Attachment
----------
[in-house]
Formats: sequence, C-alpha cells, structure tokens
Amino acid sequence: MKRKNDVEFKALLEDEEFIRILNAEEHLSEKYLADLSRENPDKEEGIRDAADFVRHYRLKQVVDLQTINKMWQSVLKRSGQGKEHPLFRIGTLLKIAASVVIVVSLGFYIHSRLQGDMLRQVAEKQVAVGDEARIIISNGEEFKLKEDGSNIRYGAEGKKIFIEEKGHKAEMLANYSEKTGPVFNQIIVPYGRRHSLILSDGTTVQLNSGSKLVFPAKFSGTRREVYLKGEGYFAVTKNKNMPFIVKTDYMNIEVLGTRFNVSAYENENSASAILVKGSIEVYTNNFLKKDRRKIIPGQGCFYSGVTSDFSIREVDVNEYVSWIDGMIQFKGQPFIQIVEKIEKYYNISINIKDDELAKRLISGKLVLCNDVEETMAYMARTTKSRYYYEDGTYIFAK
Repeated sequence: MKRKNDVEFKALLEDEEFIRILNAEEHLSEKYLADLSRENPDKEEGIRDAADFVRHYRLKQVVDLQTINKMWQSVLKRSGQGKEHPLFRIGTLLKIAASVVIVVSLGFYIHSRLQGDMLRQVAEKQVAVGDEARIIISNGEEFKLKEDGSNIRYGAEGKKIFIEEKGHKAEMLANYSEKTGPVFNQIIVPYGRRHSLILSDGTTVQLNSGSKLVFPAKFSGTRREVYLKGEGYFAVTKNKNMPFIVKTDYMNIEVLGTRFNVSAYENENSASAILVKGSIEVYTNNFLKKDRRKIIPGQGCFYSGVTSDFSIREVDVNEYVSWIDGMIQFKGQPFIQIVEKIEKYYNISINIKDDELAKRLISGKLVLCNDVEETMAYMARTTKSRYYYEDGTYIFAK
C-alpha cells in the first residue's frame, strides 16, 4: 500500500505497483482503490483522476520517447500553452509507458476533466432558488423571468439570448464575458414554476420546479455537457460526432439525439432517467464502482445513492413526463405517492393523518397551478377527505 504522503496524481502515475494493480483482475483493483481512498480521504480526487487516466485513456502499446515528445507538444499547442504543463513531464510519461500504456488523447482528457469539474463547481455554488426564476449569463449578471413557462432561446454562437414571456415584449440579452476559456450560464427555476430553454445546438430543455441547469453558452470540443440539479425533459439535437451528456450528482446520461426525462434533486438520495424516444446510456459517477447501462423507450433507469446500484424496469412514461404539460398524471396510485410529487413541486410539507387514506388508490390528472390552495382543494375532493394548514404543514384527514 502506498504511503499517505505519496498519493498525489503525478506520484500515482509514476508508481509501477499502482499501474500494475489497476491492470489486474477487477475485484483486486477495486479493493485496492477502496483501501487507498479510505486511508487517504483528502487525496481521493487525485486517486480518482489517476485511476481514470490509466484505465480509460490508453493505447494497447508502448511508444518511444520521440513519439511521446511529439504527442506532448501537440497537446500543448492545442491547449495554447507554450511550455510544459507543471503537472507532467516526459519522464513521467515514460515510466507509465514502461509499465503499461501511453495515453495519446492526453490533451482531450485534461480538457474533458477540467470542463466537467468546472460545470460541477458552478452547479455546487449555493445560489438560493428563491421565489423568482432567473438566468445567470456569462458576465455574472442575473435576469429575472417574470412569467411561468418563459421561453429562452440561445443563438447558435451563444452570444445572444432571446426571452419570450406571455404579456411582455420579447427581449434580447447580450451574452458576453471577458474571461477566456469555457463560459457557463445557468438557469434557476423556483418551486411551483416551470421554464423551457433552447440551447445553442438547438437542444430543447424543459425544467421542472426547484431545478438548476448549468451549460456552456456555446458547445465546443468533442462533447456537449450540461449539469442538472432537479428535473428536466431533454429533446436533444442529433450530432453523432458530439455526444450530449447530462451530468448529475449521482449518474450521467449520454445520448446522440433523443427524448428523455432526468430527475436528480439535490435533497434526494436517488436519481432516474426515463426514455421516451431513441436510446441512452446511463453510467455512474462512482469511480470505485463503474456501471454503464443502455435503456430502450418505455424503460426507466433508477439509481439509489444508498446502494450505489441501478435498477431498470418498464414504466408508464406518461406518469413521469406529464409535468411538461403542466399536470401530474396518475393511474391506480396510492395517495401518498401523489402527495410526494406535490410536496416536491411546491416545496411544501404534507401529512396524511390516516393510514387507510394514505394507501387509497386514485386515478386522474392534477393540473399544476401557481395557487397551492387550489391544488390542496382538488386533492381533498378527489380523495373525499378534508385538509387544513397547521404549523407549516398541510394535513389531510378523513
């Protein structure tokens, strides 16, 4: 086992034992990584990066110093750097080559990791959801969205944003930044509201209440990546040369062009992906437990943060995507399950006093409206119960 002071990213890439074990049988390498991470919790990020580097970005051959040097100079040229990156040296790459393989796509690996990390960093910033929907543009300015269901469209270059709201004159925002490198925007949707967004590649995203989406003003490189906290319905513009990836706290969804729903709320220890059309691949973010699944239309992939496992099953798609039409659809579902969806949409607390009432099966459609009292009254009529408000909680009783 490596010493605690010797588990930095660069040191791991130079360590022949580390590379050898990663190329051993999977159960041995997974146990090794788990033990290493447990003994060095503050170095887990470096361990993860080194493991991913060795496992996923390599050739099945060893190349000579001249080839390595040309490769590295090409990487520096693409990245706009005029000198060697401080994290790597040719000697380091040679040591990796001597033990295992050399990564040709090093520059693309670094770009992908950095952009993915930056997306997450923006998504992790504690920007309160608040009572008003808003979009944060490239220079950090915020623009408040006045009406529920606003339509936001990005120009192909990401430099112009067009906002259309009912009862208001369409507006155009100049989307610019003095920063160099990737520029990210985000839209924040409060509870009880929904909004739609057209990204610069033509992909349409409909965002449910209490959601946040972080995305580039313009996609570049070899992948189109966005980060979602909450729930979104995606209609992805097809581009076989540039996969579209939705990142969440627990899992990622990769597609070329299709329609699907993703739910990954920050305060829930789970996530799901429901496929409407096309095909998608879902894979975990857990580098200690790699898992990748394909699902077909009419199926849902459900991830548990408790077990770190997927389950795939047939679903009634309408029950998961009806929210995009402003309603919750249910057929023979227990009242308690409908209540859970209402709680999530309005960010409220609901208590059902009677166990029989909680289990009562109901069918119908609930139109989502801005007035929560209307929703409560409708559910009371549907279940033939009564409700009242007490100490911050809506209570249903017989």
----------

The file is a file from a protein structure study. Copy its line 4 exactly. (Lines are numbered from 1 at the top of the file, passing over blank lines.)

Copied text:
Repeated sequence: MKRKNDVEFKALLEDEEFIRILNAEEHLSEKYLADLSRENPDKEEGIRDAADFVRHYRLKQVVDLQTINKMWQSVLKRSGQGKEHPLFRIGTLLKIAASVVIVVSLGFYIHSRLQGDMLRQVAEKQVAVGDEARIIISNGEEFKLKEDGSNIRYGAEGKKIFIEEKGHKAEMLANYSEKTGPVFNQIIVPYGRRHSLILSDGTTVQLNSGSKLVFPAKFSGTRREVYLKGEGYFAVTKNKNMPFIVKTDYMNIEVLGTRFNVSAYENENSASAILVKGSIEVYTNNFLKKDRRKIIPGQGCFYSGVTSDFSIREVDVNEYVSWIDGMIQFKGQPFIQIVEKIEKYYNISINIKDDELAKRLISGKLVLCNDVEETMAYMARTTKSRYYYEDGTYIFAK